The Saturday Baron

If you ever watched the old James Bond movies, one of the more curious villains is found in Live and Let Die, a henchman who goes by the name of Baron Samedi.  Baron Samedi is a standout in the pantheon of Bond villains because he’s honestly quite benign compared to the other ones.  He shows up, scares some people, gets shot three or four times and then shows up again at the end of the movie.  Unlike Jaws or Nick-Nack though, Baron Samedi’s literary inspiration comes from the real world, specifically Haitian Vodou (a different category than New Orleans Voodoo).  The Baron is a Haitian supernatural being, somewhere in between deity and demon.  Because of the nature of folklore and mythology, the actual details and specifics are immensely varied, albeit quite intriguing.

James Bond villain version of Baron Samedi

Alternatively known as Baron Samedi, Bawon Sanmdi, Baron La Croix (some sort of an incarnation of the Baron?), Baron Cimetiere (another aspect), and Baron Kriminel, the folklore of the Baron has him show up in a half dozen different ways.  The most classic version is the original Baron Samedi (loosely translates to Baron Saturday) who appears in artwork as either a tall, black man with a skeleton head, or as just a straight up skeleton, wearing a black tuxedo with either blood red or purple undercolors, a tophat, and cotton nose plugs.  The way he dresses is the way that Haitians dress corpses for burial, and for good reason because Baron Samedi is fairly close to being the Haitian god of death.  In folklore, Samedi is the one who decides if a dead person is allowed to remain dead, because only if he digs a grave for the person can they actually die.  Much of the referencing of zombies in vodou stories comes from Samedi not picking up his shovel for some reason.  Samedi is well known in the legends as a massive rum drinker, a cigar smoker, and a womanizer (in stories, he’s anywhere between a super charming and suave womanizer and  sexually assaulting women in graveyards).  If a person is close to death, one of the folk remedies is to offer rum or cigars to the Baron in hopes that he chooses not to dig a grave for you and lets you remain shuffling on the mortal coil for a while.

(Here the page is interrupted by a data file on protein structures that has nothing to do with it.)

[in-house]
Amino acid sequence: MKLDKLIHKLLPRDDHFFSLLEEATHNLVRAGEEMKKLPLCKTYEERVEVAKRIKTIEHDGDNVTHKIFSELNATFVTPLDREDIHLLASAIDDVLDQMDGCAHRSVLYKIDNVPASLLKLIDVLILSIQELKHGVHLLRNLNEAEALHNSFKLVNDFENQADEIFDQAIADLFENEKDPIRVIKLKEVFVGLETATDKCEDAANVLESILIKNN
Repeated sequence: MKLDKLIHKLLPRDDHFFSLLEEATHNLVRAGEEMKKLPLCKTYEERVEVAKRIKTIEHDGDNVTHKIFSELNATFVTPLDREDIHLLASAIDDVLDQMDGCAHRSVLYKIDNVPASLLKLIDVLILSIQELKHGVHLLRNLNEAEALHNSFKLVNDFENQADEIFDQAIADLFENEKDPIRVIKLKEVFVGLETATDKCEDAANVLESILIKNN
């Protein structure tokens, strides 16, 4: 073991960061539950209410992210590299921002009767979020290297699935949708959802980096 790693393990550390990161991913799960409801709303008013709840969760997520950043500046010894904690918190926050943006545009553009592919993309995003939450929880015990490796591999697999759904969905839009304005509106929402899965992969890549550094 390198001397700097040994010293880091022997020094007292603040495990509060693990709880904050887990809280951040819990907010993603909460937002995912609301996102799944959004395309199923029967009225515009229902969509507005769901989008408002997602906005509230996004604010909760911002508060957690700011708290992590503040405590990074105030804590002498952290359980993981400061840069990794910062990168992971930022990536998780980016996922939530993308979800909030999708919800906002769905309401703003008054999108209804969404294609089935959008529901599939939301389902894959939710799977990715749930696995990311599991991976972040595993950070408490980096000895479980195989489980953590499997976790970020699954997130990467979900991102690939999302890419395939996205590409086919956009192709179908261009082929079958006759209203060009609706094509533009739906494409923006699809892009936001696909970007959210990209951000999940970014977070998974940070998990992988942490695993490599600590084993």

Rum and Cigars, your vices may save you if you give them to the right god

The aspects of Baron Samedi are where things get a little muddled.  Baron Cimetiere (loosely Baron Cemetery) is the guardian of the graveyards and tombstones, and is Baron Samedi, but also not Baron Samedi.  Think of it in the same way that people talk about the Trinity, or about squares and rectangles.  Baron Cimetiere also dresses his horses in the same tuxedo and tophat combo, though not much is said about that in any other sources that I’ve found.  Baron La Croix is the super suave version of Samedi who finds death to be a joke and an existential crisis and encourages people to make the most of life (he’s also a Loa of sexuality, a vodou spirit of sexuality, so use your imagination when he says make the most of life).  Lastly, Baron Kriminel is the aspect of the Baron who possesses people.  If a person is taken over by Baron Kriminel, the person goes berserk and starts stabbing and biting people.  Family members are supposed to bring food to the possessed person and appease the Baron’s spirit, but if the food isn’t good enough, the possessed person will start gnawing pieces of their own arm.  The Haitian remedy is to dunk a chicken in gas and light it on fire so that the Baron can enjoy the shrieks of the dying bird.

All in all, the Baron is sort of a mixed bag of good and bad, dictating life and death as well as taking over people’s minds.  In recent years, the Haitian spirit has had a degree of influence on popular culture as well, as the character Dr.Facilier in Disney’s Princess and the Frog has major themes drawn from the dress and style of the Haitian folklore.

Samedi’s colors are black, red, purple and white; and not every villain wears a tophat

Citations (admittedly not my best researched article, for some reason there is a remarkably small amount of material on the internet about Haitian folklore):
Baron Samedi, Haitian Loa and Voodoo – article by Daz Lawrence